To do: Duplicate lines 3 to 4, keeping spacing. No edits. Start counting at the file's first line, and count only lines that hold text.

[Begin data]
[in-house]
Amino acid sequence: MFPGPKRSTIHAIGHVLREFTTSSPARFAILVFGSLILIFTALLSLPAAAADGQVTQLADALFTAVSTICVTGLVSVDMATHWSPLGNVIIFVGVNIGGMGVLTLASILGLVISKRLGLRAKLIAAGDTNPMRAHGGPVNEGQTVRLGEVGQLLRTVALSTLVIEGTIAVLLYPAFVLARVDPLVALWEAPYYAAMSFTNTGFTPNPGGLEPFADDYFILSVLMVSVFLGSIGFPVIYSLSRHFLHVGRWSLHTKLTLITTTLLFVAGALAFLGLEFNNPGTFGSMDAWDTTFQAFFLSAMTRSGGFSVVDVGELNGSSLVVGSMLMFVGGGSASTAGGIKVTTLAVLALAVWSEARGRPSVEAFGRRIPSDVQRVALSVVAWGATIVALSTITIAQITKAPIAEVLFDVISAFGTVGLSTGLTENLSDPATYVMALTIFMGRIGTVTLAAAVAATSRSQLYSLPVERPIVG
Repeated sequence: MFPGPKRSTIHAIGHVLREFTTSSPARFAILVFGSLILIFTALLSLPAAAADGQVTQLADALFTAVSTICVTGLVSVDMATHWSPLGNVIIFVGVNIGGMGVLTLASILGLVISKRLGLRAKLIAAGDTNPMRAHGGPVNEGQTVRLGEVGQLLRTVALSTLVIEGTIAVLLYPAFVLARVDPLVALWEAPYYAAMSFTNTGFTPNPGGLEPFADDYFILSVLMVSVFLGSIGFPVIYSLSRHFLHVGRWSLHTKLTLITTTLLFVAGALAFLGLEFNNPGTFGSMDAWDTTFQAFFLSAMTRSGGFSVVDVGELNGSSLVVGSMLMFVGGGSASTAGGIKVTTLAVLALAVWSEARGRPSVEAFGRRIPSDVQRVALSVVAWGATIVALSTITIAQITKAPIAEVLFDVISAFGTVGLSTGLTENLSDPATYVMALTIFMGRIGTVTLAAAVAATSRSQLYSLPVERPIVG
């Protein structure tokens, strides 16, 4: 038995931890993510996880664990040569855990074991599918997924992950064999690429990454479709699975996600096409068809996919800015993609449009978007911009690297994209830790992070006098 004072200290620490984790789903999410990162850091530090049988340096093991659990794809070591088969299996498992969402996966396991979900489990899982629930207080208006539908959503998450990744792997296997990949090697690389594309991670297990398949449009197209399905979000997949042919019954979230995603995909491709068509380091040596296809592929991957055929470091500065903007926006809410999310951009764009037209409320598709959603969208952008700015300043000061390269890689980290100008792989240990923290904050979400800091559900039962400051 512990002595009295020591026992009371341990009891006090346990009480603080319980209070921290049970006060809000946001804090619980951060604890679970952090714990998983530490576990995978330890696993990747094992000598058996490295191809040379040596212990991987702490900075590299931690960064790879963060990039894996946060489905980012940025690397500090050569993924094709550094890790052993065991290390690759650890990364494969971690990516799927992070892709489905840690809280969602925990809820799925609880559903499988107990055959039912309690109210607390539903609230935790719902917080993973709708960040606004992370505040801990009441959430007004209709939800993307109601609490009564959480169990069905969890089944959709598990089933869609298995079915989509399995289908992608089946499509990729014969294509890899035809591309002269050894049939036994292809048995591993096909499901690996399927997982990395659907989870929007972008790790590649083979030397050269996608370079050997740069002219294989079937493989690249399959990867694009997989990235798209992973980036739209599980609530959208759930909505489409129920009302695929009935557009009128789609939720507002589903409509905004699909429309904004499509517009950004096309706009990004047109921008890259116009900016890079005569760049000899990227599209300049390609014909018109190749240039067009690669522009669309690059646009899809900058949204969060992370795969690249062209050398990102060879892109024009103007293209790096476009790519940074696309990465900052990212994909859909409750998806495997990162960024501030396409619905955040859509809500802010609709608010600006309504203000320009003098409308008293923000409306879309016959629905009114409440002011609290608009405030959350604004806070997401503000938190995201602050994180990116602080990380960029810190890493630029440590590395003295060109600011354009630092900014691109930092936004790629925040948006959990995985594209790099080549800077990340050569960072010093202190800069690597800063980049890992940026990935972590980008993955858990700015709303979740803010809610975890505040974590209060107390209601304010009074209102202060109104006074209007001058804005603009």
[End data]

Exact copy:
Repeated sequence: MFPGPKRSTIHAIGHVLREFTTSSPARFAILVFGSLILIFTALLSLPAAAADGQVTQLADALFTAVSTICVTGLVSVDMATHWSPLGNVIIFVGVNIGGMGVLTLASILGLVISKRLGLRAKLIAAGDTNPMRAHGGPVNEGQTVRLGEVGQLLRTVALSTLVIEGTIAVLLYPAFVLARVDPLVALWEAPYYAAMSFTNTGFTPNPGGLEPFADDYFILSVLMVSVFLGSIGFPVIYSLSRHFLHVGRWSLHTKLTLITTTLLFVAGALAFLGLEFNNPGTFGSMDAWDTTFQAFFLSAMTRSGGFSVVDVGELNGSSLVVGSMLMFVGGGSASTAGGIKVTTLAVLALAVWSEARGRPSVEAFGRRIPSDVQRVALSVVAWGATIVALSTITIAQITKAPIAEVLFDVISAFGTVGLSTGLTENLSDPATYVMALTIFMGRIGTVTLAAAVAATSRSQLYSLPVERPIVG
């Protein structure tokens, strides 16, 4: 038995931890993510996880664990040569855990074991599918997924992950064999690429990454479709699975996600096409068809996919800015993609449009978007911009690297994209830790992070006098 004072200290620490984790789903999410990162850091530090049988340096093991659990794809070591088969299996498992969402996966396991979900489990899982629930207080208006539908959503998450990744792997296997990949090697690389594309991670297990398949449009197209399905979000997949042919019954979230995603995909491709068509380091040596296809592929991957055929470091500065903007926006809410999310951009764009037209409320598709959603969208952008700015300043000061390269890689980290100008792989240990923290904050979400800091559900039962400051 512990002595009295020591026992009371341990009891006090346990009480603080319980209070921290049970006060809000946001804090619980951060604890679970952090714990998983530490576990995978330890696993990747094992000598058996490295191809040379040596212990991987702490900075590299931690960064790879963060990039894996946060489905980012940025690397500090050569993924094709550094890790052993065991290390690759650890990364494969971690990516799927992070892709489905840690809280969602925990809820799925609880559903499988107990055959039912309690109210607390539903609230935790719902917080993973709708960040606004992370505040801990009441959430007004209709939800993307109601609490009564959480169990069905969890089944959709598990089933869609298995079915989509399995289908992608089946499509990729014969294509890899035809591309002269050894049939036994292809048995591993096909499901690996399927997982990395659907989870929007972008790790590649083979030397050269996608370079050997740069002219294989079937493989690249399959990867694009997989990235798209992973980036739209599980609530959208759930909505489409129920009302695929009935557009009128789609939720507002589903409509905004699909429309904004499509517009950004096309706009990004047109921008890259116009900016890079005569760049000899990227599209300049390609014909018109190749240039067009690669522009669309690059646009899809900058949204969060992370795969690249062209050398990102060879892109024009103007293209790096476009790519940074696309990465900052990212994909859909409750998806495997990162960024501030396409619905955040859509809500802010609709608010600006309504203000320009003098409308008293923000409306879309016959629905009114409440002011609290608009405030959350604004806070997401503000938190995201602050994180990116602080990380960029810190890493630029440590590395003295060109600011354009630092900014691109930092936004790629925040948006959990995985594209790099080549800077990340050569960072010093202190800069690597800063980049890992940026990935972590980008993955858990700015709303979740803010809610975890505040974590209060107390209601304010009074209102202060109104006074209007001058804005603009």